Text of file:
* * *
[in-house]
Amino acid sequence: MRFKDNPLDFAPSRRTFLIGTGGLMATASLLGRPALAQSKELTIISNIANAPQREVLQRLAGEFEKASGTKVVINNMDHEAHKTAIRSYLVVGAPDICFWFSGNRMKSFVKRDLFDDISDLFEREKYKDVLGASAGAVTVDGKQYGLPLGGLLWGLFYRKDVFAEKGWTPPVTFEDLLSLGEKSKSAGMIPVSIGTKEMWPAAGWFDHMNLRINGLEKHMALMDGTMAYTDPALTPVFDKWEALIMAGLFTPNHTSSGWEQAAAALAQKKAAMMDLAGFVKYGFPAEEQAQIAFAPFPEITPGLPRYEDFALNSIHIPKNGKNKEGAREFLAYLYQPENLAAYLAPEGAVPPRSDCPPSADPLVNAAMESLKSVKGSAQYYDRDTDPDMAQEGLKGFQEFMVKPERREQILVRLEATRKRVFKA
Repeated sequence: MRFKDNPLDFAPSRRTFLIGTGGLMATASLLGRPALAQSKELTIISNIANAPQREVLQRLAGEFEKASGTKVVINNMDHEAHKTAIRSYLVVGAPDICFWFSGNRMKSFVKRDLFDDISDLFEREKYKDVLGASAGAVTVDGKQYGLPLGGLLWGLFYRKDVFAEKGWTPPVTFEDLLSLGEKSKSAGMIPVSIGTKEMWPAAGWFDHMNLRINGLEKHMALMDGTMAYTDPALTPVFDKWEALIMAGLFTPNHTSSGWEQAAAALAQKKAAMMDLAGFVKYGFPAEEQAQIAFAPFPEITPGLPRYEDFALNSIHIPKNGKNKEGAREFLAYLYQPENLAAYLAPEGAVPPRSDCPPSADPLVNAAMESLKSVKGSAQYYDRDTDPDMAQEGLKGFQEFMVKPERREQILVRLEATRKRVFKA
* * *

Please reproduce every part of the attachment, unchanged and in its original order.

[in-house]
Amino acid sequence: MRFKDNPLDFAPSRRTFLIGTGGLMATASLLGRPALAQSKELTIISNIANAPQREVLQRLAGEFEKASGTKVVINNMDHEAHKTAIRSYLVVGAPDICFWFSGNRMKSFVKRDLFDDISDLFEREKYKDVLGASAGAVTVDGKQYGLPLGGLLWGLFYRKDVFAEKGWTPPVTFEDLLSLGEKSKSAGMIPVSIGTKEMWPAAGWFDHMNLRINGLEKHMALMDGTMAYTDPALTPVFDKWEALIMAGLFTPNHTSSGWEQAAAALAQKKAAMMDLAGFVKYGFPAEEQAQIAFAPFPEITPGLPRYEDFALNSIHIPKNGKNKEGAREFLAYLYQPENLAAYLAPEGAVPPRSDCPPSADPLVNAAMESLKSVKGSAQYYDRDTDPDMAQEGLKGFQEFMVKPERREQILVRLEATRKRVFKA
Repeated sequence: MRFKDNPLDFAPSRRTFLIGTGGLMATASLLGRPALAQSKELTIISNIANAPQREVLQRLAGEFEKASGTKVVINNMDHEAHKTAIRSYLVVGAPDICFWFSGNRMKSFVKRDLFDDISDLFEREKYKDVLGASAGAVTVDGKQYGLPLGGLLWGLFYRKDVFAEKGWTPPVTFEDLLSLGEKSKSAGMIPVSIGTKEMWPAAGWFDHMNLRINGLEKHMALMDGTMAYTDPALTPVFDKWEALIMAGLFTPNHTSSGWEQAAAALAQKKAAMMDLAGFVKYGFPAEEQAQIAFAPFPEITPGLPRYEDFALNSIHIPKNGKNKEGAREFLAYLYQPENLAAYLAPEGAVPPRSDCPPSADPLVNAAMESLKSVKGSAQYYDRDTDPDMAQEGLKGFQEFMVKPERREQILVRLEATRKRVFKA